What is the Use Case?
We’ve been hosting a service for over a year now that basically deploys Apache Airflow over kubernetes in a SaaS model. Each internal client/user gets one instance of their own, including its own dedicated scheduler, web server, and general namespace to run task pods. Teams can run hundreds or thousands of parallel tasks each on their instance, all scheduled on the central cluster as an individual pod per task.
We use EKS v1.16 on AWS. One interesting problem we have run into is that Airflow can create a ton (tens of thousands) of short-lived/ephemeral pods, and they often have very low resource constraints. Often, they are very short-lived.
This can mean that a node with low CPU/memory usage may have hundreds or thousands of pods scheduled on it back-to-back as they keep creating/running/being cleaned at a rapid pace (which is very cool).
So, What is the Problem?
It turns out that, while CPU and memory can be very low on some nodes, the sheer act of creating/managing/destroying so many pods can cause issues in its own right. We use the prometheus operator in our Kubernetes, and it starts alerting us of KubeletPlegDurationHigh – The Kubelet Pod Lifecycle Event Generator has a 99th percentile duration of 10 seconds on node <node-id>.”
What is the PLEG?
You can review this article to understand the Pod Lifecycle Event Generator (PLEG) more: https://developers.redhat.com/blog/2019/11/13/pod-lifecycle-event-generator-understanding-the-pleg-is-not-healthy-issue-in-kubernetes/. It is very helpful. I’ve extracted the useful bits here:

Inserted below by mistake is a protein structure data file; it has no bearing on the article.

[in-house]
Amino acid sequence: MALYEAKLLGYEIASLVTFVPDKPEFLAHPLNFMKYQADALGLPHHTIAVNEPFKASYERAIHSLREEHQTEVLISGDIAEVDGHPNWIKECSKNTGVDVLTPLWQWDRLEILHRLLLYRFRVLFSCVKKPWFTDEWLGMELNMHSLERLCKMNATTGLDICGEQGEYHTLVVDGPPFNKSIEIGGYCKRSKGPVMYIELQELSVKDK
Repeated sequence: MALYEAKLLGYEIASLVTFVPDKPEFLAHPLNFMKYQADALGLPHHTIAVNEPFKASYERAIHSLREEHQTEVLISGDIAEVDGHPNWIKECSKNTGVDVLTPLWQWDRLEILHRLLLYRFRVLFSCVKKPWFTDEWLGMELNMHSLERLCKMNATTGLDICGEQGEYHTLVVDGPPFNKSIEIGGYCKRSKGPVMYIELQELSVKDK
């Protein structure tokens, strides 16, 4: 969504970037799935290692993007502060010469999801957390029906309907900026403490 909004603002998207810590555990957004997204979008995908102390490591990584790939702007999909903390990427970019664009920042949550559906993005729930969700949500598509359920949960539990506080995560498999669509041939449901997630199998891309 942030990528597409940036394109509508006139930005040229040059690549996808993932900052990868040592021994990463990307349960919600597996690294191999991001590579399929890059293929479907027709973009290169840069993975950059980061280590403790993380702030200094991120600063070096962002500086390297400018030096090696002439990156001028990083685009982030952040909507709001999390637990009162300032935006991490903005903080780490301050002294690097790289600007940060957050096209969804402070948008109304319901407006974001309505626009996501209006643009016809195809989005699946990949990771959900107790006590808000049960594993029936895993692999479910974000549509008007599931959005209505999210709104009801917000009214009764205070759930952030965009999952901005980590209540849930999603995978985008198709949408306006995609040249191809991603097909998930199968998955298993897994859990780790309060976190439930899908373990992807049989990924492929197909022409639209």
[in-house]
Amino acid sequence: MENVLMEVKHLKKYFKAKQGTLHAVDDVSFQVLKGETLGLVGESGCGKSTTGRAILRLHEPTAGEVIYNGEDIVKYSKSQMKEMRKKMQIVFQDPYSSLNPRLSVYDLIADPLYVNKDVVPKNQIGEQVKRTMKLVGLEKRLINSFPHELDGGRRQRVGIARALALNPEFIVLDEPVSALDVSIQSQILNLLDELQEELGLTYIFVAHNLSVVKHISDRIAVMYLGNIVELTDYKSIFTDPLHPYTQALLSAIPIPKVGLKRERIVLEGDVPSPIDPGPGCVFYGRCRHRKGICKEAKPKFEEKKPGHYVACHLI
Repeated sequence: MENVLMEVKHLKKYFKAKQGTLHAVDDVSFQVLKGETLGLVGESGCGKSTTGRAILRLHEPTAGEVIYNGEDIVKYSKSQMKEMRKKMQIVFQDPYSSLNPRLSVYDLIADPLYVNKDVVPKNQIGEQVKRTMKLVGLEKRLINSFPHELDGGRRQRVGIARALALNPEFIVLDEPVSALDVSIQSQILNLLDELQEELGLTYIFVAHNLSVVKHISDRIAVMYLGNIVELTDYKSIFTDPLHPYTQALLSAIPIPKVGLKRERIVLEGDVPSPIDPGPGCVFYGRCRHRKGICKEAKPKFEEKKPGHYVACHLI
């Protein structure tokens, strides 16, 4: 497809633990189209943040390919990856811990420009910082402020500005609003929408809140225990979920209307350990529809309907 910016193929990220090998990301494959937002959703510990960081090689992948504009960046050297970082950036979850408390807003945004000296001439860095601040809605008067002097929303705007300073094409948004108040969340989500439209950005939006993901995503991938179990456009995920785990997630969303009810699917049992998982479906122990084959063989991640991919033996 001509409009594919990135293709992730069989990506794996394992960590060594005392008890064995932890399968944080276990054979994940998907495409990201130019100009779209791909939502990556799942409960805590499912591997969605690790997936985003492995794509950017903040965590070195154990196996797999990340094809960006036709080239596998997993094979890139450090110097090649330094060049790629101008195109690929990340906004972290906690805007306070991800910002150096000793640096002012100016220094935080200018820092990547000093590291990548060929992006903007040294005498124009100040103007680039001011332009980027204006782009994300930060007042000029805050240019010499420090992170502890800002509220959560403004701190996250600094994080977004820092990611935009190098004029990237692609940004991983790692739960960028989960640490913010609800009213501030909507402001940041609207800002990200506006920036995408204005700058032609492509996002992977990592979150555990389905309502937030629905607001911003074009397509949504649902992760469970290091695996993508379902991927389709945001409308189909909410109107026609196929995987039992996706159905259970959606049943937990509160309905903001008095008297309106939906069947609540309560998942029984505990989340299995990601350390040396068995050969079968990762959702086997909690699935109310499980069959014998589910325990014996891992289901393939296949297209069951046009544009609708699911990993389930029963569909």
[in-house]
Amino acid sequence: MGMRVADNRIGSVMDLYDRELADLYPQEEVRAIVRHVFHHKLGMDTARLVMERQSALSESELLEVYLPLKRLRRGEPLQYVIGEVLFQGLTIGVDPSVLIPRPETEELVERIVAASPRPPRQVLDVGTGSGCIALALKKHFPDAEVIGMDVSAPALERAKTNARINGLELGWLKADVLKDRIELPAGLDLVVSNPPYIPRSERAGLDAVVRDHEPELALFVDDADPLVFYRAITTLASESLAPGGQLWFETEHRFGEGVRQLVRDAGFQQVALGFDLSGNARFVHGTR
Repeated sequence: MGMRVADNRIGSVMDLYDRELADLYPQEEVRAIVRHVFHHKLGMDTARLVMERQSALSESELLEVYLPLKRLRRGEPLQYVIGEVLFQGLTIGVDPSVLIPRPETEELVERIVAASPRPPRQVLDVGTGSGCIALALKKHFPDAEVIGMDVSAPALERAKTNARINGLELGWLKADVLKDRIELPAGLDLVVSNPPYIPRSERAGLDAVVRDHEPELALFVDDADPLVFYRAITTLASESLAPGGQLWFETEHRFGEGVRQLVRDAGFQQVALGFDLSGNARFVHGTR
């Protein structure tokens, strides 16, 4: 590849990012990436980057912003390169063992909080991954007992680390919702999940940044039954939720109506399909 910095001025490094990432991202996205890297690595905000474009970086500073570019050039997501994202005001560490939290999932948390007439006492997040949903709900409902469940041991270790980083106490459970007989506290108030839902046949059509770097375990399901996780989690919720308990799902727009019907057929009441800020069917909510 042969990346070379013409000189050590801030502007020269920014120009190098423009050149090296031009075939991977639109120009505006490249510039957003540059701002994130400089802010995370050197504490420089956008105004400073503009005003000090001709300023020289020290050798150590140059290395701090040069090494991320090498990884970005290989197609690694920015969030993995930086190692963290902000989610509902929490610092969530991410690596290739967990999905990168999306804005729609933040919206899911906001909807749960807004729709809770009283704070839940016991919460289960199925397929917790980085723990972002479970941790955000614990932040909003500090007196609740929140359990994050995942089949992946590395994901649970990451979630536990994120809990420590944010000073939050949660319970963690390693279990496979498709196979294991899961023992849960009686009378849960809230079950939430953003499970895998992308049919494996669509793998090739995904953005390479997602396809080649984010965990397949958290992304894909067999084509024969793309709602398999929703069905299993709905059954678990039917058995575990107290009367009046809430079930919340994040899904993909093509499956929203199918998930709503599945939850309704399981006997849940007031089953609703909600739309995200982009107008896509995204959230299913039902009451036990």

The PLEG module in kubelet (Kubernetes) adjusts the container runtime state with each matched pod-level event and keeps the pod cache up to date by applying changes.
Let’s take a look at the dotted red line below in the process image.
The original image is here: Kubelet: Pod Lifecycle Event Generator (PLEG).
Monitoring the Issue
Assuming you have the prometheus operator installed and have the relevant metrics/alerts, here is a chart that lets you view the PLEG activity well in graphical form. This helps you understand if your solutions are helping much.
You don’t need the kubernetes_cluster spec, unless you’ve added that as an external label as well over multiple prometheuses (we query this from Thanos which aggregates multiple prometheus instances).
Here’s one of the queries in text form with that removed so you can copy paste easier:
quantile(.95, kubelet_pleg_relist_latency_microseconds) / 1000000
Mitigating the Issue
There are numerous things you can do to help mitigate this issue:
- Add more nodes to the cluster / increase minimum on auto scaler range. More nodes = more distribution of pods = less PLEG issues as they are on a per-node basis.
- Monitor and find the threshold/count of pods where issues happen, then adjust the kubelet settings to it can’t have that many pods. Generally we only see PLEG issues when we pass 45 pods on a node *and* have lots of ephemeral pods. This will change based on instance type and workload I’m sure, but I’m sure you can spot a trend and set the minimum to help mitigate. This is a good solution as an explicit pod limit will make the CA scale up new nodes properly.
- Distribute pods better around the cluster. Kubernetes, when running lots of ephemeral pods, tends to hot spot a bit and put more of these short lived pods on a few nodes that have less resources. You can use things like https://kubernetes.io/docs/concepts/workloads/pods/pod-topology-spread-constraints/ in newer kubernetes versions to reduce hot-spotting and mitigate PLEG issues (and other issues like docker rate limiting). This really just helps you use your existing servers more optimally.
I’m sure there are ‘better’ ways to fix this, but we haven’t found them yet. I’ll circle back and update this if and when we find them.